Bowel cancer

Tuesday, February 14, 2006
Bowel cancer (also known as colon cancer) is the most common internal cancer in Australia after prostate cancer in men and breast cancer in women, and is the leading cause of cancer death in non-smokers. With more than 10,000 new cases reported annually, it affects approximately one in 20 Australians. The incidence of bowel cancer starts to rise after age 40 and the risk continues to increase with age.

The good news is that colon cancer can be cured if detected early.

What causes bowel cancer?
There is no one cause, but studies show that a diet high in animal protein, saturated fat and beer is associated with high rates of colorectal cancer. While you can't completely prevent any cancer, The Cancer Council of Australia believes around 25 percent of bowel cancers diagnosed in Australia every year could be prevented if men and women ate a healthy diet, maintained a healthy weight and exercised regularly.

The development of bowel cancer takes many years. It starts on the inside wall of the bowel and can grow there before spreading to other parts of the body. Often very small amounts of blood, not visible to the naked eye, are leaked from these cancers long before any symptoms develop. This blood is then passed into the faeces.

The majority of bowel cancers develop from polyps, tiny growths inside the colon or rectum. Most bowel polyps are not cancerous and most do not cause any symptoms. However, if you can detect them and have them removed, the risk of bowel cancer is reduced.

What are the symptoms?
In many cases, there may be no symptoms at all. Yet there can be telltale signs and symptoms that need to be checked out by a doctor.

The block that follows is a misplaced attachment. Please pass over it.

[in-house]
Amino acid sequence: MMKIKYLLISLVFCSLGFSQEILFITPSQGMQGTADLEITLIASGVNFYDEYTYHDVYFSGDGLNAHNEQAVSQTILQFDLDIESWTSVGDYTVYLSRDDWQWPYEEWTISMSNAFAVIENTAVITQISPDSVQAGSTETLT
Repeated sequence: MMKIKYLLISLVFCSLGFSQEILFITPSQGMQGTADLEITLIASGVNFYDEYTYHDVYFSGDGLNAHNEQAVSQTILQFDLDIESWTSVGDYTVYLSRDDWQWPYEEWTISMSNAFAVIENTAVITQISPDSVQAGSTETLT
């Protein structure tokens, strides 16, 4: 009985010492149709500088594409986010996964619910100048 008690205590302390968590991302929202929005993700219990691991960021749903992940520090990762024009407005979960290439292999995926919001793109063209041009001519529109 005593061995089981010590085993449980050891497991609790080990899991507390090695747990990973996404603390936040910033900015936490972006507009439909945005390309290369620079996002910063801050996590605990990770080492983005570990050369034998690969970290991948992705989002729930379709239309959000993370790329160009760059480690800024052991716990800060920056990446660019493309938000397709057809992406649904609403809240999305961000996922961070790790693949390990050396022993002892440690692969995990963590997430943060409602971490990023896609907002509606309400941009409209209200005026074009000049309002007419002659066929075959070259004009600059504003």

Never ignore the following:

  • rectal bleeding — blood in the toilet bowl, on the toilet paper or in the stools
  • diarrhoea, especially if persistent
  • constipation, especially if persistent
  • a change in bowel habits
  • anaemia
  • persistent colicky pain

You should see your doctor as soon as possible if you have symptoms suggesting possible bowel cancer. Like all cancers, the earlier it can be treated the better your chances are of beating it.

Are you at risk?
No one knows why cancer affects some people and not others. However, your risk of bowel cancer increases two to four times if:

  • You have one of more close relatives (mother, father, sister, brother, child) who have had bowel cancer or polyps.
  • You have already had bowel cancer or polyps.
  • You have had extensive ulcerative colitis.

If you are in any of these groups, the Gut Foundation recommends seeing your doctor and asking about a Bowel Cancer Prevention Program based on surveillance colonoscopy.

Early bowel cancer can be cured by removing the tumour and the sections of the intestine on both sides of it. Nearby lymph nodes will also be removed to see if they harbour cancer cells. Chemotherapy and/or radiation treatments are often given after surgery.

What you can do
Healthy eating and regular physical activity can help lower your risk of cancer. To minimise the risk of bowel cancer you should:

  • Eat less fat, especially saturated fat which is found in most animal products including meat, poultry and full-cream milk and butter. Some research has suggested that diets high in red meat are associated with a slight increase in risk of bowel cancer; processed meat seems to be of most concern.
  • Eat more high-fibre foods such as wholegrain breads and cereals — wholegrain foods contain high levels of fibre, resistant starch and natural protective substances such as antioxidants.
  • Eat a variety of fruits and vegetables — they contain natural substances that can destroy cancer-causing agents (carcinogens). Five serves of vegetables and two serves of fruit a day are recommended for good health and reducing the cancer risk.
  • If you drink alcohol, do so in moderation.
  • If you smoke, stop.
  • Exercise regularly and maintain a normal weight.
  • Ensure a good intake of calcium.

And remember ...

  • Early diagnosis and removal of polyps is important.
  • Check if you are in a high-risk group.
  • Do not ignore rectal bleeding.

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